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The 42-year-old appeared before the New Zealand Parole Board at a hearing held at an undisclosed location last month.
He was just 15 when he strangled Miss McKinnel (38) at her parents' Arrowtown holiday home on Boxing Day 1987, and threw her body off the Arrow River bridge. Her body was discovered four days later.
Mangles claims he had no memory of the murder. The board noted this might be because he was consuming drugs/alcohol at the time, and he had also received a serious head injury around 1998.
Between the murder and his conviction 16 years later, he accumulated 80 convictions and 27 prison terms.
Police investigated about 500 people in connection with the murder, including Mangles.
He was arrested in Nelson on a disorderly behaviour charge in January 2003 and agreed to provide a voluntary blood sample.
That DNA testing proved he was four billion times more likely than any other person to be the one who left material under Miss McKinnel's fingernails.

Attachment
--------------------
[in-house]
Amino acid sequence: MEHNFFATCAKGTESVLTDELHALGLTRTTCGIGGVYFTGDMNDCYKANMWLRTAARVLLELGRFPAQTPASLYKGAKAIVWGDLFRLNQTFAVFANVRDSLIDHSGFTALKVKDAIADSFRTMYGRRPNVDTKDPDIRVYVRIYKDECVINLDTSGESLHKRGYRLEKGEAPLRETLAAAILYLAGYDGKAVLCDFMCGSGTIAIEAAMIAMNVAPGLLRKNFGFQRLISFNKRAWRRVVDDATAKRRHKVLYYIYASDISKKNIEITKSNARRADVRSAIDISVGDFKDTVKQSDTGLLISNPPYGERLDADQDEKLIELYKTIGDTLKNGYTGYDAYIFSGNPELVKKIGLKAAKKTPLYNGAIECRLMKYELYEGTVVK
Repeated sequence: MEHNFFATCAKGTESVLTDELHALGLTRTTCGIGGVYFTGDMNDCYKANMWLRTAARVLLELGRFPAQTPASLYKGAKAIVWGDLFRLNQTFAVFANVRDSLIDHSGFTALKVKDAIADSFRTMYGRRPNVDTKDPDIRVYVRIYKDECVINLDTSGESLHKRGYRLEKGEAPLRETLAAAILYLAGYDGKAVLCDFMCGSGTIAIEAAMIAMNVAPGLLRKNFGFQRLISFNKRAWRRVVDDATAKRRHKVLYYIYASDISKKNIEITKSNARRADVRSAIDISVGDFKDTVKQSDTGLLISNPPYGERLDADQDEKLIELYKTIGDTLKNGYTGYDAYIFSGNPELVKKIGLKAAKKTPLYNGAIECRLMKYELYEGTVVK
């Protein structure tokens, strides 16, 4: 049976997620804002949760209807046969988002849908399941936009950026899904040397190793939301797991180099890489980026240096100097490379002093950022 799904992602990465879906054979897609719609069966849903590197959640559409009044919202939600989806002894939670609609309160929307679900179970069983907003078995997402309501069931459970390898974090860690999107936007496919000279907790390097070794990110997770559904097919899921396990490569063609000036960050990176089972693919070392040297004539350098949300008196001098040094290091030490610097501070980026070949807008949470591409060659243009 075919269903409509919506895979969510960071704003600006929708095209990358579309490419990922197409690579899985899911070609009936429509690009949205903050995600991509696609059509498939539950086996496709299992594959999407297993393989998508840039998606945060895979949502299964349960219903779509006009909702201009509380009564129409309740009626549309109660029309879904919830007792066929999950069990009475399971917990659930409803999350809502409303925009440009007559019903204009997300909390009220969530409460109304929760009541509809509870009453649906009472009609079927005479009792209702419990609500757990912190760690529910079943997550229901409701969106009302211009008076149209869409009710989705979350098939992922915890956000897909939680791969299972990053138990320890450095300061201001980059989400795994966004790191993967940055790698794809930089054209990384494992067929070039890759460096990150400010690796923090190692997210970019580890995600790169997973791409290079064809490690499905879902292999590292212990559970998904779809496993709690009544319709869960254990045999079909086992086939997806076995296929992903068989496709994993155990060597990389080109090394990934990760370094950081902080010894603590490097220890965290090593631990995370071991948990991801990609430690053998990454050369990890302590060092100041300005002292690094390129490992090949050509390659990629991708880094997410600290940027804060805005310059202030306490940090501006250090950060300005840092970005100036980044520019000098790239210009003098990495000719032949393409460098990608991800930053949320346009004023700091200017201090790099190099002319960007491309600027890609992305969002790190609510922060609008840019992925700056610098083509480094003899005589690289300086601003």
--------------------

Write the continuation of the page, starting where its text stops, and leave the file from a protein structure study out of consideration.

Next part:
He was sentenced for her murder on April 6, 2004 and first became eligible for parole from March 24, 2013, which was declined.
The board noted he appeared despondent about ''the way forward''.
A recent policy change prompted by a high-profile escape of another inmate meant his work outside the wire on a prison farm had ceased.
''It is clear that he was gaining a lot from that work,'' the board noted.
Before his hearing, the board received written submissions from representatives of Miss McKinnel, who said he remained a risk to the community.
The board noted Mangles had completed several rehabilitation programmes, as alcohol and drugs were identified as a risk factor for him.
Personal issues from his time in state care as a young person could be addressed by counselling, and he required extensive work on a reintegration plan.
Mangles remained an undue risk to the community and had not completed any intensive work to reduce his risk of violent offending, the board said.